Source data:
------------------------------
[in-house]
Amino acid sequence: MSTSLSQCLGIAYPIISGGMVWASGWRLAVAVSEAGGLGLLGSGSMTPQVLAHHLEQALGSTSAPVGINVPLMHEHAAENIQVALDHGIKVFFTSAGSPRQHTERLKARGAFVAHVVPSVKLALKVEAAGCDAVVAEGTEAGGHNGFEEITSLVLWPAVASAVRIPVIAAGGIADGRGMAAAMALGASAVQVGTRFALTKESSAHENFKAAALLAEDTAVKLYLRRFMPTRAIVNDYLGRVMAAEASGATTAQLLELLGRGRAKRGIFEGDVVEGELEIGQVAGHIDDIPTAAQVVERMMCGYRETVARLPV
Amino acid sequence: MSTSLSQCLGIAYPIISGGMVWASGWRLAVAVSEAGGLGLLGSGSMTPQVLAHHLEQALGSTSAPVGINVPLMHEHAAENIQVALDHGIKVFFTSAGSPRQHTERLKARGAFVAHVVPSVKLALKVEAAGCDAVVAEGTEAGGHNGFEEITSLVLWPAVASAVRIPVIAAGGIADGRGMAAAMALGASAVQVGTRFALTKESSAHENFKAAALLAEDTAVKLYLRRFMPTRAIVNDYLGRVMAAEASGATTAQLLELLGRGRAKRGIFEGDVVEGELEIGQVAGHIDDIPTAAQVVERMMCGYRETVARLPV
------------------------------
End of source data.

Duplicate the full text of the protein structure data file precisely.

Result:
[in-house]
Amino acid sequence: MSTSLSQCLGIAYPIISGGMVWASGWRLAVAVSEAGGLGLLGSGSMTPQVLAHHLEQALGSTSAPVGINVPLMHEHAAENIQVALDHGIKVFFTSAGSPRQHTERLKARGAFVAHVVPSVKLALKVEAAGCDAVVAEGTEAGGHNGFEEITSLVLWPAVASAVRIPVIAAGGIADGRGMAAAMALGASAVQVGTRFALTKESSAHENFKAAALLAEDTAVKLYLRRFMPTRAIVNDYLGRVMAAEASGATTAQLLELLGRGRAKRGIFEGDVVEGELEIGQVAGHIDDIPTAAQVVERMMCGYRETVARLPV
Amino acid sequence: MSTSLSQCLGIAYPIISGGMVWASGWRLAVAVSEAGGLGLLGSGSMTPQVLAHHLEQALGSTSAPVGINVPLMHEHAAENIQVALDHGIKVFFTSAGSPRQHTERLKARGAFVAHVVPSVKLALKVEAAGCDAVVAEGTEAGGHNGFEEITSLVLWPAVASAVRIPVIAAGGIADGRGMAAAMALGASAVQVGTRFALTKESSAHENFKAAALLAEDTAVKLYLRRFMPTRAIVNDYLGRVMAAEASGATTAQLLELLGRGRAKRGIFEGDVVEGELEIGQVAGHIDDIPTAAQVVERMMCGYRETVARLPV